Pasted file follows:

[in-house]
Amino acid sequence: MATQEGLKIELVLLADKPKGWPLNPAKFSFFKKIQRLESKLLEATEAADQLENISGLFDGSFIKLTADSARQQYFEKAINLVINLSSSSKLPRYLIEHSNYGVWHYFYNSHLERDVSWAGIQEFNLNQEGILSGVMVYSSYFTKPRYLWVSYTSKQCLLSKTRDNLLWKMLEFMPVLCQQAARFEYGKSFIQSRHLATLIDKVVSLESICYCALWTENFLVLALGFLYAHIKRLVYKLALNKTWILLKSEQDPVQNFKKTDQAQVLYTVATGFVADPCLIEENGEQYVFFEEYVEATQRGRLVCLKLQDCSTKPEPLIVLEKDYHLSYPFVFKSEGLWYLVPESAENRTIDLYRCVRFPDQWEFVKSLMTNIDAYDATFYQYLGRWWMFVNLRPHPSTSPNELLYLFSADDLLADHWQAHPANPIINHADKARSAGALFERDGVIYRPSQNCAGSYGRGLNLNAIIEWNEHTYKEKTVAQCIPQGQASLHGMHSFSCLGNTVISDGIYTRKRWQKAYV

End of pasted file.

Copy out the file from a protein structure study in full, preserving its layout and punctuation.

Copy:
[in-house]
Amino acid sequence: MATQEGLKIELVLLADKPKGWPLNPAKFSFFKKIQRLESKLLEATEAADQLENISGLFDGSFIKLTADSARQQYFEKAINLVINLSSSSKLPRYLIEHSNYGVWHYFYNSHLERDVSWAGIQEFNLNQEGILSGVMVYSSYFTKPRYLWVSYTSKQCLLSKTRDNLLWKMLEFMPVLCQQAARFEYGKSFIQSRHLATLIDKVVSLESICYCALWTENFLVLALGFLYAHIKRLVYKLALNKTWILLKSEQDPVQNFKKTDQAQVLYTVATGFVADPCLIEENGEQYVFFEEYVEATQRGRLVCLKLQDCSTKPEPLIVLEKDYHLSYPFVFKSEGLWYLVPESAENRTIDLYRCVRFPDQWEFVKSLMTNIDAYDATFYQYLGRWWMFVNLRPHPSTSPNELLYLFSADDLLADHWQAHPANPIINHADKARSAGALFERDGVIYRPSQNCAGSYGRGLNLNAIIEWNEHTYKEKTVAQCIPQGQASLHGMHSFSCLGNTVISDGIYTRKRWQKAYV